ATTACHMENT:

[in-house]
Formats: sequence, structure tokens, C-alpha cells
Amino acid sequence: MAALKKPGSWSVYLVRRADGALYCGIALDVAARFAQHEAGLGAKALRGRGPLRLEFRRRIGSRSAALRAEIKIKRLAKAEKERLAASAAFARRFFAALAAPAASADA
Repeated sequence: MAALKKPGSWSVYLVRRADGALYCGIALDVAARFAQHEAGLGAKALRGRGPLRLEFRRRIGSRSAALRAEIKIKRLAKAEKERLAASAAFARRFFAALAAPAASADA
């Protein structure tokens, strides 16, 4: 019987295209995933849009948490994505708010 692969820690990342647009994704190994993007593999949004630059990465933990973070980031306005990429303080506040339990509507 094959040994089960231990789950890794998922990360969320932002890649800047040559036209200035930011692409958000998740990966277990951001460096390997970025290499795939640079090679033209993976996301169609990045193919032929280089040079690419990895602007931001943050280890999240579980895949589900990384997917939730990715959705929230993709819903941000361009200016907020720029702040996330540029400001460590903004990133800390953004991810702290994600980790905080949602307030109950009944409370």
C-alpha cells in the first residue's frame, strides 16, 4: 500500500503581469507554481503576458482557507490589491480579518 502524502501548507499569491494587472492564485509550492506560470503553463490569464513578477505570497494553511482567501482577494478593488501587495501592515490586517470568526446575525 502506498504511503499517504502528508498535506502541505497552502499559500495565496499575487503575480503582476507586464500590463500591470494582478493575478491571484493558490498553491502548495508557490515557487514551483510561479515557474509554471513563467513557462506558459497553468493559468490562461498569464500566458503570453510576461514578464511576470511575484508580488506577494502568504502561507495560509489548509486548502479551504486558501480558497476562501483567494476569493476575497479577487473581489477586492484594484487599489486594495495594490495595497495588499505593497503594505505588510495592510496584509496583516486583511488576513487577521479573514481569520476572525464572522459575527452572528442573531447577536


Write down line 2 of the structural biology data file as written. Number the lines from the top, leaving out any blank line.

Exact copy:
Formats: sequence, structure tokens, C-alpha cells